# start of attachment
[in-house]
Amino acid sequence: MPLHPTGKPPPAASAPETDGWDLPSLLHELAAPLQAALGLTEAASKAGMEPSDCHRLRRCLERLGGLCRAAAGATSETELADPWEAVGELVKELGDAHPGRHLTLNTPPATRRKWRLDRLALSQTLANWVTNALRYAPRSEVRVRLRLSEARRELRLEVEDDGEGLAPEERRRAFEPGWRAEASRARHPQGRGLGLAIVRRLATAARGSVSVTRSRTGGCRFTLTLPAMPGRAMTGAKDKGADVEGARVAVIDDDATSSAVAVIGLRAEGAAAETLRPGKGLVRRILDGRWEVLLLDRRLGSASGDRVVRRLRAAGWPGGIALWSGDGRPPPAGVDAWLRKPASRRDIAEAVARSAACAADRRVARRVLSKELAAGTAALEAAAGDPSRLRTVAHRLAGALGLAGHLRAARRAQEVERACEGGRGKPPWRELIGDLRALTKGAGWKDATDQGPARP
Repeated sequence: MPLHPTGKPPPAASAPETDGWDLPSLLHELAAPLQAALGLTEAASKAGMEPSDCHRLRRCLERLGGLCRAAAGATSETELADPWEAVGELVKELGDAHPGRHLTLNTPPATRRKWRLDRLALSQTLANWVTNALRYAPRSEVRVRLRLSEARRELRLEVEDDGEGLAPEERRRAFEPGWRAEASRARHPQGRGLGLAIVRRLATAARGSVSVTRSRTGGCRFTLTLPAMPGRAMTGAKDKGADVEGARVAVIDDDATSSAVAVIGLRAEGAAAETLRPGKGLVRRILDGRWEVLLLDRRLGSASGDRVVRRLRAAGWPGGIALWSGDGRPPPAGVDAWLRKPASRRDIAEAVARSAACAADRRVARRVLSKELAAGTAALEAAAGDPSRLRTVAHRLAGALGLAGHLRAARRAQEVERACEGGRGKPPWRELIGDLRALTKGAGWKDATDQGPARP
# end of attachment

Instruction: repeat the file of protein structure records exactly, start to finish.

[in-house]
Amino acid sequence: MPLHPTGKPPPAASAPETDGWDLPSLLHELAAPLQAALGLTEAASKAGMEPSDCHRLRRCLERLGGLCRAAAGATSETELADPWEAVGELVKELGDAHPGRHLTLNTPPATRRKWRLDRLALSQTLANWVTNALRYAPRSEVRVRLRLSEARRELRLEVEDDGEGLAPEERRRAFEPGWRAEASRARHPQGRGLGLAIVRRLATAARGSVSVTRSRTGGCRFTLTLPAMPGRAMTGAKDKGADVEGARVAVIDDDATSSAVAVIGLRAEGAAAETLRPGKGLVRRILDGRWEVLLLDRRLGSASGDRVVRRLRAAGWPGGIALWSGDGRPPPAGVDAWLRKPASRRDIAEAVARSAACAADRRVARRVLSKELAAGTAALEAAAGDPSRLRTVAHRLAGALGLAGHLRAARRAQEVERACEGGRGKPPWRELIGDLRALTKGAGWKDATDQGPARP
Repeated sequence: MPLHPTGKPPPAASAPETDGWDLPSLLHELAAPLQAALGLTEAASKAGMEPSDCHRLRRCLERLGGLCRAAAGATSETELADPWEAVGELVKELGDAHPGRHLTLNTPPATRRKWRLDRLALSQTLANWVTNALRYAPRSEVRVRLRLSEARRELRLEVEDDGEGLAPEERRRAFEPGWRAEASRARHPQGRGLGLAIVRRLATAARGSVSVTRSRTGGCRFTLTLPAMPGRAMTGAKDKGADVEGARVAVIDDDATSSAVAVIGLRAEGAAAETLRPGKGLVRRILDGRWEVLLLDRRLGSASGDRVVRRLRAAGWPGGIALWSGDGRPPPAGVDAWLRKPASRRDIAEAVARSAACAADRRVARRVLSKELAAGTAALEAAAGDPSRLRTVAHRLAGALGLAGHLRAARRAQEVERACEGGRGKPPWRELIGDLRALTKGAGWKDATDQGPARP